Consequence Pool: Didn't have a chance to try it out. Party didn't let themselves get engaged in a group combat yesterday that lasted that long.
Healing spells: The healing rules around "stress" need some polish. I need to figure out something a bit more elegant (or easy to remember) than what I have in place right now. But the basic premise of "multiple small healings add up to big healings" is the right way to go for SoG.
(Quick response from biff's prior comment re: Healing and the social stress track. I dabbled with things like that a bit. Scan the source material for things involving modifiers to morale checks--I consider the source material's concept of 'morale' to be the closest parallel to attacks and healing on the social stress track. So for example, "Bless" and "Curse" involve placing aspects on targets that would also be VERY taggable for purposes of making social stress-related attacks and healing.)
Sorcery and Fate Point "Commitment": Biff's comment here is now officially "in" SoG. My "on the fly" spell-caster went a little nuts with low-level healing spells (see above), and this was the perfect way to establish checks and balances without being punitive. There was a bit of a problem with the initial understanding of the difference between "spending" versus "committing" a fate point, but that's a "once and done" problem.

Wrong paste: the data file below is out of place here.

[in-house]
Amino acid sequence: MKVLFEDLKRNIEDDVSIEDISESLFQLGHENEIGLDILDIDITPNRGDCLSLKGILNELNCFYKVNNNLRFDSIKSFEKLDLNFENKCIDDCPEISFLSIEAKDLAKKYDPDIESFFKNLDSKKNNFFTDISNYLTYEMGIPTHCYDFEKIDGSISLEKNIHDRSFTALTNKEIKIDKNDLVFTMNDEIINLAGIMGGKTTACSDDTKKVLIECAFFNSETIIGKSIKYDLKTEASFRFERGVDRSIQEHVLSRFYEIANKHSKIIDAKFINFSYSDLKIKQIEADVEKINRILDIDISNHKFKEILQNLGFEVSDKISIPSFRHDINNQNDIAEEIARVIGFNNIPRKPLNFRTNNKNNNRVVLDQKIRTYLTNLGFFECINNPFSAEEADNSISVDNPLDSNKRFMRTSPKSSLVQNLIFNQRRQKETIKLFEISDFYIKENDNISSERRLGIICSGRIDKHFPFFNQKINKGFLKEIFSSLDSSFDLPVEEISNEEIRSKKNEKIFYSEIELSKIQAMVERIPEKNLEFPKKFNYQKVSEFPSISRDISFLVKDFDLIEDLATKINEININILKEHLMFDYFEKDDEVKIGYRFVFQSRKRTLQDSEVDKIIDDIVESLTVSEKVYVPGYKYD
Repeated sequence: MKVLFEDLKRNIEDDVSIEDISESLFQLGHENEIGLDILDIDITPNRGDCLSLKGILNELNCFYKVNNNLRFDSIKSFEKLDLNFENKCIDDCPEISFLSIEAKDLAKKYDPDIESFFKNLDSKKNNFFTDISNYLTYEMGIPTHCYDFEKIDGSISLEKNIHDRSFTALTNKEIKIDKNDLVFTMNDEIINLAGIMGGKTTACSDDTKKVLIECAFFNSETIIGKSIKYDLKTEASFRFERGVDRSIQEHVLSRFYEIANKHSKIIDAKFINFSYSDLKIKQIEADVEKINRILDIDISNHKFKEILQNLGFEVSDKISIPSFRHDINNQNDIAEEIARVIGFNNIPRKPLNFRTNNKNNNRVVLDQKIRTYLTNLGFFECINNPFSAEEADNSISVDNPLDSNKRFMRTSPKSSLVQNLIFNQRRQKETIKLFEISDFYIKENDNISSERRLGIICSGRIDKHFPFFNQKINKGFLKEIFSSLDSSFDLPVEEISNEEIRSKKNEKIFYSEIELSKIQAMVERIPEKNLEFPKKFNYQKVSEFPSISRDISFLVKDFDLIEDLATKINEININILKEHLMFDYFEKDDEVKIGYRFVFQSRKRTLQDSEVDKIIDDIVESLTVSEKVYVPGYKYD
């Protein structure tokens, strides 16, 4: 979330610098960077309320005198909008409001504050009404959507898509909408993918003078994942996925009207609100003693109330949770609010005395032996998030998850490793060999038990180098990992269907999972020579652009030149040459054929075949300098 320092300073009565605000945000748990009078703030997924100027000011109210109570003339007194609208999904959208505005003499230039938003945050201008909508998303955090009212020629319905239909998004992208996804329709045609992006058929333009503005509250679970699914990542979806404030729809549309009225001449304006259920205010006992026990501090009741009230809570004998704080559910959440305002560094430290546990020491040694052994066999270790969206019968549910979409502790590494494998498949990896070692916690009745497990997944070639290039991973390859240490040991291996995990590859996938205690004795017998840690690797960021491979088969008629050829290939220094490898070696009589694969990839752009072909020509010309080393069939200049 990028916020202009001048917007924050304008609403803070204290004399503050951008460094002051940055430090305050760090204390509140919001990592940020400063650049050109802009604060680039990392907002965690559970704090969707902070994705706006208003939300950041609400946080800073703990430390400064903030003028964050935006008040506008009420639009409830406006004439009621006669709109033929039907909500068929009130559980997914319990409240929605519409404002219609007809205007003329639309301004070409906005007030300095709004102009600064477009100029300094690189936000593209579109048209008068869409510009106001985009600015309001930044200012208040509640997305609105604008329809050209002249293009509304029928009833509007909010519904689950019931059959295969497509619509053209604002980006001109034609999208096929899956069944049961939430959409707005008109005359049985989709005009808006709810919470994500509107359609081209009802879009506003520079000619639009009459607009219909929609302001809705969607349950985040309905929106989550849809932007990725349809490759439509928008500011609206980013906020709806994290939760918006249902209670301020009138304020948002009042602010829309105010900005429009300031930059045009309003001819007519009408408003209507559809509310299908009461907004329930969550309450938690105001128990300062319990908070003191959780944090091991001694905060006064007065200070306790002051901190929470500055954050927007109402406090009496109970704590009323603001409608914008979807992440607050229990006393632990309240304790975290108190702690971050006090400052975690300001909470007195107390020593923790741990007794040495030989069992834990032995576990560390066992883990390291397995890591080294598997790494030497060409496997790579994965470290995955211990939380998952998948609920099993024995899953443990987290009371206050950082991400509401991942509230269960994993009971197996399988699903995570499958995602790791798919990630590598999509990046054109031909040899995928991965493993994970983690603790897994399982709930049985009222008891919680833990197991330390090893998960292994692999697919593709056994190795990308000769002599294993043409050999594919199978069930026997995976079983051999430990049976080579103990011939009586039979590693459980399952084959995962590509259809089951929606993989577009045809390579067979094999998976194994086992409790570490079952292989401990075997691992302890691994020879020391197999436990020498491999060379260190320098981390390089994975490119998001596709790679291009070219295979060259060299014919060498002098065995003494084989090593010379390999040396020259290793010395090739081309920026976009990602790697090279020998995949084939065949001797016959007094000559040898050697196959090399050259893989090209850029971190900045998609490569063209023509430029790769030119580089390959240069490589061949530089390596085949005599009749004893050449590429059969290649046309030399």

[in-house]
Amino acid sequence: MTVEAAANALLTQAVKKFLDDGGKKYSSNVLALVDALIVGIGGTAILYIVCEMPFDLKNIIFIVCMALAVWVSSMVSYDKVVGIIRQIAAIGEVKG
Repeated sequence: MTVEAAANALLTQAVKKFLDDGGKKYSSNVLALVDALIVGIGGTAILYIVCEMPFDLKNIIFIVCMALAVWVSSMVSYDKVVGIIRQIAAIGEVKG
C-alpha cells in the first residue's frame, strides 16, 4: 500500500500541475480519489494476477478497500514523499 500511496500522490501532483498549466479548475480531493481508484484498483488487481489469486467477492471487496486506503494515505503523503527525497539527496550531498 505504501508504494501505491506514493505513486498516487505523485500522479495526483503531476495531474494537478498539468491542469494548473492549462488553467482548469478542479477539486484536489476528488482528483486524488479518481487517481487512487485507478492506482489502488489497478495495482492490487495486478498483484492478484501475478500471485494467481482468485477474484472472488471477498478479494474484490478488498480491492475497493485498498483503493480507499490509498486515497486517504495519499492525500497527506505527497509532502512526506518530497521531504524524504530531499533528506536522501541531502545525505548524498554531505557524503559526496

Monster Conversion: Hellhounds worked out pretty well. They're scary when they act in concert with each other. PC's really didn't like fighting "dogs" that were smart enough to start manuevering aspects upon the PCs (latching on, then shaking PC to the ground) that the rest of the pack would then tag--actually rattled them quite nicely. (GM nasty laugh)
Turning Undead: Attempted an initial try at rules for turning:
- Use the cleric's spell-casting skill as a Manuever to put an aspect against the target(s) (single versus group target didn't matter) and
- Consider any opposed alignment aspects to tag.
- Gaining spin either puts you in control of them(instant minions!), or dispels them (depending upon the turner's alignment).